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Simon Read [Film Festival 06.24.09] movie review drama



Year: 2009
Directors: Peter Strickland
Writers: Peter Strickland
IMDB: link
Trailer: link
Review by: projectcyclops
Rating: 7 out of 10

Something of a feminist revenge movie, set in rural Hungarian-Romanian Transylvania, Katalin Varga is Peter Strickland’s feature debut, and it’s impressive. Hilda Péter plays the titular character, banished by her husband after a dark secret is revealed in the opening scenes; she takes her horse and cart, and her young son, and tracks down two men responsible for a violent act from her past.


The nature of the plot is such that I can’t describe it fully without revealing a big spoiler, so I’ll stick to what makes the film work as a whole. First, the performance by Péter is strong and convincing; she’s desperate, lonely and anxious to protect her 10-year-old boy, lying to him about the journey by explaining that it’s a trip to visit Grandma. Even when it becomes apparent that it’s anything but, she can’t bring herself to let him in on the shocking truth. Strickland uses the landscape very well, with gorgeous location shots and inventive direction, the foreboding forest scenes are creepy and there’s an overall air of menace that makes the film work as a horror, as well as revenge and character based piece.

The music and incidental sound are spot-on, combined with jarring cuts and unexpected, sudden shifts in tone that keep the viewer on edge throughout the relatively short running time. I’ve read online that the story is taken from Mihail Sadoveanu's novel, ‘Baltagul’. I’ve not read the source material, but the screenplay is heavy on social realism and works on several levels. One scene that works well has Katalin graduate from very rural, to only slightly rural Hungary as her journey goes on, and start to notice modern touches like mobile phones and girls wearing funky t-shirts. At the beginning I’d assumed this was set way in the past, and it’s a good trick to fool the viewer into expecting a period piece only to be thrust into the 21st century, which compliments the theme of a strong female character seeking justice and equality. One of the strongest selling points of the film is that, when Katalin does find the men, the story doesn’t go down a predictable route. I had my expectations confounded somewhat, as her tactics were far more human and reasonable given her situation. Kill Bill this isn’t, and better for it.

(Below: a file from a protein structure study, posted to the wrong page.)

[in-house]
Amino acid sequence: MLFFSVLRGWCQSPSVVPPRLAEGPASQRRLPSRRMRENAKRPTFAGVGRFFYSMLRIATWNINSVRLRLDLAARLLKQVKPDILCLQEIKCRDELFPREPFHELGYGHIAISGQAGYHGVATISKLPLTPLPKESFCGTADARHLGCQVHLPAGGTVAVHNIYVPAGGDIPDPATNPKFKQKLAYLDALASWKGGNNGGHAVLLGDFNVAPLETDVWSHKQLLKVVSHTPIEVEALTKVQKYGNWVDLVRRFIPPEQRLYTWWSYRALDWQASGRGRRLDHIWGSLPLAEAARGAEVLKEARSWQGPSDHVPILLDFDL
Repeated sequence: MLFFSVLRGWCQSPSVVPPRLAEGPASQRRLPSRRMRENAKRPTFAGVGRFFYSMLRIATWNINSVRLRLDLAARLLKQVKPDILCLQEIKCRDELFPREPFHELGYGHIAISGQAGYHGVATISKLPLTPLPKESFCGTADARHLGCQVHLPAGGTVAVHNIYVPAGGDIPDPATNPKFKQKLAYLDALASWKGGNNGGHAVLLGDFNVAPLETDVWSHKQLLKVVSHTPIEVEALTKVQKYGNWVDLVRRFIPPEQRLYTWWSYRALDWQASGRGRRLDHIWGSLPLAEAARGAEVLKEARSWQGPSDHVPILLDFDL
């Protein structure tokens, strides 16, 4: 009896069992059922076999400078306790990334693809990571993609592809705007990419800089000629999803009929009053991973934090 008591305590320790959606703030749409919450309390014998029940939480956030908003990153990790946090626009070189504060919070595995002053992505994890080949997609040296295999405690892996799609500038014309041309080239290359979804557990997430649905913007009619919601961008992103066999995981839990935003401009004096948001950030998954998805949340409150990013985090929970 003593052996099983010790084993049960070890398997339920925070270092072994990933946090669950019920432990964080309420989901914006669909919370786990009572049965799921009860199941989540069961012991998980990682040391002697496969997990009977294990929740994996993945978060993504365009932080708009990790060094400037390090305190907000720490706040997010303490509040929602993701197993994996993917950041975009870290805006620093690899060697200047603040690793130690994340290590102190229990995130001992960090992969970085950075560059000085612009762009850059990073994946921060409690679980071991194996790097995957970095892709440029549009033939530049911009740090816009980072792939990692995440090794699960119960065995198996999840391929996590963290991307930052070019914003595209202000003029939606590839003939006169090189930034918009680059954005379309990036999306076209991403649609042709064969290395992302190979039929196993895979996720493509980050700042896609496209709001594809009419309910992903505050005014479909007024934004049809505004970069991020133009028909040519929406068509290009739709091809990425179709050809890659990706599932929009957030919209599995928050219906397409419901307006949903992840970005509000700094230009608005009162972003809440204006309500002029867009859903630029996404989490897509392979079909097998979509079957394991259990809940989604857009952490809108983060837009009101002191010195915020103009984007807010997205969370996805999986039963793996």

Overall, the film works extremely well and I can highly recommend it if you’re intrigued by the above. The film is briskly paced, original and, in the end, quite shocking and brutal. There are no real heroes, or even true villains, merely characters who have to live with themselves and protect what they hold dear. It’s a refreshing change and I look forward to Strickland’s next project.

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